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Re: Different (buffer-file-)coding-systems for different regions of one

From: Stephen J. Turnbull
Subject: Re: Different (buffer-file-)coding-systems for different regions of one buffer? (for Rmail MIME)
Date: Thu, 22 May 2003 12:41:20 +0900
User-agent: Gnus/5.1001 (Gnus v5.10.1) XEmacs/21.5 (carrot, linux)

>>>>> "stktrc" == stktrc  <address@hidden> writes:

    stktrc> Because modifying the buffer means modifying the
    stktrc> underlying file (because Rmail writes the buffer back to
    stktrc> the file on exit for various reasons, message flags are
    stktrc> one I suppose).

This is why I originally switched to VM.  Rmail was unable to read,
and sometimes trashing[1], my mail files, which contained mixed
Japanese/ASCII/European encodings, and all of Unix/DOS/Macintosh
newline conventions.  We're not in Kansas anymore, Toto, and the Rmail
"narrow-to-message" model simply increases complexity dramatically
because of the underlying Mule model of coding-per-file.  (Which is
hard to see how you can avoid it.)

    stktrc> I'm not totally opposed to that approach.  It is an
    stktrc> alternative, but as stated before, I like the one folder -
    stktrc> one buffer concept for it's simplicity.

Fine.  This will go gangbusters if you set your spamassassin to throw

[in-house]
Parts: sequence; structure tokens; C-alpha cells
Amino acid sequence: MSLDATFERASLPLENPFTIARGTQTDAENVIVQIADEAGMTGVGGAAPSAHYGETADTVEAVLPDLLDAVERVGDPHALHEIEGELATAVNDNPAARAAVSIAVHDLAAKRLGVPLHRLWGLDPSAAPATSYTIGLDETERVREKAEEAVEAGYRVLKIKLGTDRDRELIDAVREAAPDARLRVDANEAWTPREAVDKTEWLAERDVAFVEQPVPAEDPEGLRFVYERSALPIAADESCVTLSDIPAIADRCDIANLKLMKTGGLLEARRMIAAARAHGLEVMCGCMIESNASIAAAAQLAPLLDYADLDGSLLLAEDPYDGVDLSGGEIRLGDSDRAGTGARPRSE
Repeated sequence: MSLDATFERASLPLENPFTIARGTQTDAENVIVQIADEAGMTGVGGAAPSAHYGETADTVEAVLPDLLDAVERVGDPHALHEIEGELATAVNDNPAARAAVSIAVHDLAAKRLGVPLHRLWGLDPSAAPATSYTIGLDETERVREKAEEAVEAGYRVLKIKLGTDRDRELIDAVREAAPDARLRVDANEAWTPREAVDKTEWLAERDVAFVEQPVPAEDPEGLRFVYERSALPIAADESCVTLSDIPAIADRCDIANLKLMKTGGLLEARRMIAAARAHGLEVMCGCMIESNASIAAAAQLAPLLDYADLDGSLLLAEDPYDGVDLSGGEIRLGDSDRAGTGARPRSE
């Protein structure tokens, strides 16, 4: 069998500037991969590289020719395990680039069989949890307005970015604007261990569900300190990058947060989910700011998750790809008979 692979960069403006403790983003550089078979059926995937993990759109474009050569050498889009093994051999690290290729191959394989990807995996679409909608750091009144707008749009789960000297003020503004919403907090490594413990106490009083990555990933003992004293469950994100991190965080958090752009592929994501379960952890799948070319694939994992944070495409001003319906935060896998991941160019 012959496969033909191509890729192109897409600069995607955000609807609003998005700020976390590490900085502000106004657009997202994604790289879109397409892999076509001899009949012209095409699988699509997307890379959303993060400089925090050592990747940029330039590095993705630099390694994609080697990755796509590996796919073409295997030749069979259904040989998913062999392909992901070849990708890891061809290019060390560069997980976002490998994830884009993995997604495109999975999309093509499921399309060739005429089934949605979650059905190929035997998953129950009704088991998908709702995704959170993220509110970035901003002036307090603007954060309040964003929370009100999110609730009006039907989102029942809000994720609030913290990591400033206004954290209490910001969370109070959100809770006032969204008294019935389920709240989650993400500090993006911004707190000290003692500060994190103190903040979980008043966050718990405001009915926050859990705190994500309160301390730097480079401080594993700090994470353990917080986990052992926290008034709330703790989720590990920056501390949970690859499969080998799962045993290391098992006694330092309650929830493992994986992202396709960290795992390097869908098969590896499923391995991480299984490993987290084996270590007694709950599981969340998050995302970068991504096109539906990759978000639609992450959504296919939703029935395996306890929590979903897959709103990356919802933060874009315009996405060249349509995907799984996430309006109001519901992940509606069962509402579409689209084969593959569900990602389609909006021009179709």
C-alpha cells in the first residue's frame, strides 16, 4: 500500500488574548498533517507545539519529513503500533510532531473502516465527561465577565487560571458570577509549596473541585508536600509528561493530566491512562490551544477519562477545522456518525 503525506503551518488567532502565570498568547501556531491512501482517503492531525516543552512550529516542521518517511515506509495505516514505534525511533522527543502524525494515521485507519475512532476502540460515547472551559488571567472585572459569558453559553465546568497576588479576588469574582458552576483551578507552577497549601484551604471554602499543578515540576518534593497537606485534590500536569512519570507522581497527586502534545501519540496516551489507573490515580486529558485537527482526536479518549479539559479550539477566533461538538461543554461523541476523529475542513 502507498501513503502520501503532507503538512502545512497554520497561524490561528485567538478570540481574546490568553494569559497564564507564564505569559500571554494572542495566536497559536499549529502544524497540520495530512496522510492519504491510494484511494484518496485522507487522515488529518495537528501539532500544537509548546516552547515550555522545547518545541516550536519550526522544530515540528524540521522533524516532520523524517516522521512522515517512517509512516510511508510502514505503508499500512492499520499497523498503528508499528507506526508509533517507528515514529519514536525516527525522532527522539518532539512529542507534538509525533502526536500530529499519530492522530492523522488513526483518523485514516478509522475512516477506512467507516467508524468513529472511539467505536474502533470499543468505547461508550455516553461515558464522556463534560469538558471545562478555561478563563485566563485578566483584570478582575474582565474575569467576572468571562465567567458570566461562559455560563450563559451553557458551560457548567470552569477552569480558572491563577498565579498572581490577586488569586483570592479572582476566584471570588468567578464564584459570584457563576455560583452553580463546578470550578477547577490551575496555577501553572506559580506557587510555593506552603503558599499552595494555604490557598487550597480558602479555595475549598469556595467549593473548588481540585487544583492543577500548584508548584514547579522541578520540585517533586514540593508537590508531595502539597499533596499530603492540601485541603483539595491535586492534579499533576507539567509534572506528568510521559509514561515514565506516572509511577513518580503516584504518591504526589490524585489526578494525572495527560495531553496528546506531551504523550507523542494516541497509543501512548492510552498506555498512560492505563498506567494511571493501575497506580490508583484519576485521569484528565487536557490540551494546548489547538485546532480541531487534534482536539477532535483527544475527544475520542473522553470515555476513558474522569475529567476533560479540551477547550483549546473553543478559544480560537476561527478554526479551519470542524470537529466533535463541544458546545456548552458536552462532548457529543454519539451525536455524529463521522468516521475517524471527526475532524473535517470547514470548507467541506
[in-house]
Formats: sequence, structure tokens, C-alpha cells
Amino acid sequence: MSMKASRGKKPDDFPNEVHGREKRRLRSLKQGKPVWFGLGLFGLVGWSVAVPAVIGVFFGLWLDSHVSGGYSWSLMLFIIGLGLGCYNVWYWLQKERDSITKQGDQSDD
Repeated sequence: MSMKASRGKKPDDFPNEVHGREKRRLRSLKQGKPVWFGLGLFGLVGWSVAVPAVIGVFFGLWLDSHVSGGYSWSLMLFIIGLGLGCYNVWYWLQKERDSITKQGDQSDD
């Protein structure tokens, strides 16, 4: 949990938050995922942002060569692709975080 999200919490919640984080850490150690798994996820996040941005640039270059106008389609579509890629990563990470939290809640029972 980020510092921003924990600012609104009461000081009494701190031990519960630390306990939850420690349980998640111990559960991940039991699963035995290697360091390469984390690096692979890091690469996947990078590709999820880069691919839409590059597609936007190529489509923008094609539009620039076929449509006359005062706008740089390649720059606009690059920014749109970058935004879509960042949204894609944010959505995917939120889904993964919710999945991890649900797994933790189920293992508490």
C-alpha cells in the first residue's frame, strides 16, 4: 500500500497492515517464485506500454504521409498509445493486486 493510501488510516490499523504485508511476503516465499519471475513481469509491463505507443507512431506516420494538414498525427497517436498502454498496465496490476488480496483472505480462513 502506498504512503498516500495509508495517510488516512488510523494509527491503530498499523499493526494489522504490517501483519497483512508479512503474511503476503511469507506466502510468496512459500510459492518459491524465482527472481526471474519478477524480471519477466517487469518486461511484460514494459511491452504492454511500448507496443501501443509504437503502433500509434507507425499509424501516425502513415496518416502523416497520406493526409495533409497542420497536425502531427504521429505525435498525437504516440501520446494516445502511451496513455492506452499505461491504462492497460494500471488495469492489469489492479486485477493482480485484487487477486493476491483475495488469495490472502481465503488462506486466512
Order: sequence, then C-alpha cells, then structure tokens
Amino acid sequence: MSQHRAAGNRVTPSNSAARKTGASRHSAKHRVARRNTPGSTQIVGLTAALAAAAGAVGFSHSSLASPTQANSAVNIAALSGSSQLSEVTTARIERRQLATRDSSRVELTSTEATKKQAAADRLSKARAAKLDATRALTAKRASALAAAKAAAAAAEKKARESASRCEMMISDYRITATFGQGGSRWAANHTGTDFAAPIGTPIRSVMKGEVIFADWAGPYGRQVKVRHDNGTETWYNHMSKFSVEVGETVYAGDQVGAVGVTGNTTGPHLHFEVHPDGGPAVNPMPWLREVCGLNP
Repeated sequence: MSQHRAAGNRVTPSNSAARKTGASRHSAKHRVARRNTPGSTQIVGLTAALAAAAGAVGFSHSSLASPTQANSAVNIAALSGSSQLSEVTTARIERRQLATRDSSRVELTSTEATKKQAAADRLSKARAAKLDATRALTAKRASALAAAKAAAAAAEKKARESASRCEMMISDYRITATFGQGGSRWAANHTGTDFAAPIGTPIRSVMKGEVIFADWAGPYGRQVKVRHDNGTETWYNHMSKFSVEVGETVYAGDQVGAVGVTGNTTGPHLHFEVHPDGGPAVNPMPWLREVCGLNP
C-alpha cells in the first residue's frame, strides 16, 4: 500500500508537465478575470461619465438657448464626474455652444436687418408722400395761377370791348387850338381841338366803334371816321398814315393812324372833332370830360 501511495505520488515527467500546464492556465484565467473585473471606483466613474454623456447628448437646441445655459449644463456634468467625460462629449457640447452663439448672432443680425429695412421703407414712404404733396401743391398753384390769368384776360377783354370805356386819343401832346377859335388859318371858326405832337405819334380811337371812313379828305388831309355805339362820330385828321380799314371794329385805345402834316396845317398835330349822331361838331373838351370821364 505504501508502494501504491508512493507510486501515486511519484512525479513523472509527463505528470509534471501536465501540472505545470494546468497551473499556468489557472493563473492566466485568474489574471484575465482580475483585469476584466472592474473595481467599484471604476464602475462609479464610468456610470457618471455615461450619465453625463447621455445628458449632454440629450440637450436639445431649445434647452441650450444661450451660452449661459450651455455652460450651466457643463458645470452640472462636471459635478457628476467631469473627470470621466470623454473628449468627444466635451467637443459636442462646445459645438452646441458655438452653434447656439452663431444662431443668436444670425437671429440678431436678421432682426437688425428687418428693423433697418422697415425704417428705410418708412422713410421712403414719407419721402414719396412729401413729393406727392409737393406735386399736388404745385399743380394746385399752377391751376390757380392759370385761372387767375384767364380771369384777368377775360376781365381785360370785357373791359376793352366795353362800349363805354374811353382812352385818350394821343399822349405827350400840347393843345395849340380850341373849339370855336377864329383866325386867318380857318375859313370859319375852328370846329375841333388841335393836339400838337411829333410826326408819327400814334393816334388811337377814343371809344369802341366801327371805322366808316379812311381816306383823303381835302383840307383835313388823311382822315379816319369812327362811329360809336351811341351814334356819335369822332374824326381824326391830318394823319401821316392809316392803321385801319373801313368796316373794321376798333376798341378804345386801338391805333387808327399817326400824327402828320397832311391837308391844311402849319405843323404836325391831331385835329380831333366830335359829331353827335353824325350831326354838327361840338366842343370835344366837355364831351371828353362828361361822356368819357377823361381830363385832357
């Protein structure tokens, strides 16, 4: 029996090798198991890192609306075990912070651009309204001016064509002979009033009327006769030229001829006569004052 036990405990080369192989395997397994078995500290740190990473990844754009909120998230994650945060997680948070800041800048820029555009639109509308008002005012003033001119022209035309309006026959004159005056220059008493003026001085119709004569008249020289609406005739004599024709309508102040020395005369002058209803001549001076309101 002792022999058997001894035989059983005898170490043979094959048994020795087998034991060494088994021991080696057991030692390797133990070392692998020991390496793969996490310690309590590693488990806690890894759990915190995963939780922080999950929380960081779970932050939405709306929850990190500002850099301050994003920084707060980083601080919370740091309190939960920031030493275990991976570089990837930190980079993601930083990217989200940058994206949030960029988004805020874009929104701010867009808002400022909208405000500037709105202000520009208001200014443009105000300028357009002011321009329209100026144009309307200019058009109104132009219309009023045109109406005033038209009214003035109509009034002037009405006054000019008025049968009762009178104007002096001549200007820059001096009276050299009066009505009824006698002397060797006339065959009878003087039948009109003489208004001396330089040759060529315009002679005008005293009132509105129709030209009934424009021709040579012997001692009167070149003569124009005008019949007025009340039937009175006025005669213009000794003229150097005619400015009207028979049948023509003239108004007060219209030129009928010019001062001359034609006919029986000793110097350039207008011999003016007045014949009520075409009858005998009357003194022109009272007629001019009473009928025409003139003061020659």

away all mail with "Content-Type" headers.  Now the world is simple
enough to fit into that concept well.

Otherwise, there are at least two radically different views of many
files, and there must be a buffer (in the generic sense of a separate
region of memory) for presentation, and one for the much more
restricted changes you wish propagated back to the file (setting
flags).  I see no good reason why the region of memory used for
presentation shouldn't "waste" a few score bytes and be promoted to an
Emacs buffer.

    stktrc> I thought there was a layer between the file system and
    stktrc> the Emacs buffer that decoded the bytes from the file into
    stktrc> characters that were inserted into the buffer (and the
    stktrc> other way when writing).  That is, the buffer would never
    stktrc> see the encoded data, it would just receive already
    stktrc> decoded characters in an Emacs internal representation.
    stktrc> If it had been like this,

It is like that in practice, most of the time.  But it's only
practical for simple cases, eg, where the whole file is encoded in one
encoding, or the whole file conforms to a fixed standard such as ISO
2022.  Multimedia (in the MIME sense) files can't work that way.  The
meta-information used to create the presentation is often a hint, or a
user option.

    stktrc> with the addition of the possibility of different
    stktrc> decodings for different parts, it could have been used for
    stktrc> the purposes described earlier (to display MIME messages
    stktrc> as if they had been decoded inline *without modifying* the
    stktrc> buffer).

But then how do you save the buffer (eg, if you have set flags)?  It
differs from the file, and the decoding process is not an isomorphism

[1]  Many years ago.  And the trashed cases required a very special
configuration of very non-RFC-conformant messages.  Unfortunately,
these were quite common in Japan ca. 1994.  The Internet can be a very
hostile place!

Institute of Policy and Planning Sciences     http://turnbull.sk.tsukuba.ac.jp
University of Tsukuba                    Tennodai 1-1-1 Tsukuba 305-8573 JAPAN
               Ask not how you can "do" free software business;
              ask what your business can "do for" free software

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